The new ‘ABBA’ penalty shoot-out format was used for Sunday’s Community Shield clash between Chelsea and Arsenal.
With the match ending all square after 90 minutes, the London rivals headed straight into a shoot-out to decide the winner and a new system, aimed at being fairer on the team taking the second penalty, was trialled.
The system is based on the format used in tennis tie-breaks, with the team taking the first kick in each pair of kicks alternating, so AB BA AB BA and so on instead of AB AB AB AB etc.
“The FA announced that a different order of kicks for Kicks from the Penalty Mark (KFPM) will be trialled at Sunday’s FA Community Shield supported by McDonald’s – the first time the new format will be used competitively in the country,” the FA said in a statement.
The new format will be used across all English Football League tournaments from this season but the first chance to see the system at work could now come this weekend at Wembley.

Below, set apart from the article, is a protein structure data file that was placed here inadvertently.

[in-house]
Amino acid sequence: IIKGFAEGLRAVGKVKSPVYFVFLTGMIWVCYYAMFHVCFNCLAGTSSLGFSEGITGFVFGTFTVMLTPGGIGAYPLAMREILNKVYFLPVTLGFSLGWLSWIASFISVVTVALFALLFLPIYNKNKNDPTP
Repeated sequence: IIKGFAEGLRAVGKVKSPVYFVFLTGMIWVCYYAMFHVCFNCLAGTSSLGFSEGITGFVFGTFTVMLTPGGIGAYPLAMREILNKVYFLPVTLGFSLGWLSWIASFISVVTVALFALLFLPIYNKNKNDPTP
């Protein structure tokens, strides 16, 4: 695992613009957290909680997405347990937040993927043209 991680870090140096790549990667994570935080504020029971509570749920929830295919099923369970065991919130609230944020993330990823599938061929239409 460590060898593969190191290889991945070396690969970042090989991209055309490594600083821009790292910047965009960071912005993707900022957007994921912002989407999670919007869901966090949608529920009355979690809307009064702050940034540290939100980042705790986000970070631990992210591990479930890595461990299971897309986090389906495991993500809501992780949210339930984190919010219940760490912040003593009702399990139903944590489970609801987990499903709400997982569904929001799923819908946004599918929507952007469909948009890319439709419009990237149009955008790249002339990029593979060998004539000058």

FIFA and UEFA have trialled the system on the international stage and now it will be introduced in the EFL Cup, EFL trophy and playoffs at the end of the season.
Traditionally, English clubs have used the ABAB system, with each team taking it in terms to strike a spot kick.
The thinking behind the new system is the idea that there is greater mental pressure on the player taking the second kick in the ABAB format, thus the advantage for the team striking first being minimised by using ABBA.
Shaun Harvey, EFL Chief Executive said: “We welcome innovation at the EFL and I am pleased to see that the EFL is able to play its part in an important development for football
“IFAB have identified a theory that the current arrangements for penalty kicks potentially provide an unfair advantage to the team taking the first kick so we are keen to see if the new system has an impact on one of the most discussed issues in football.
“We all want football matches to be decided in a fair and consistent manner and I am sure the new system will add an interesting dynamic to the conclusion of matches in our competitions if required.”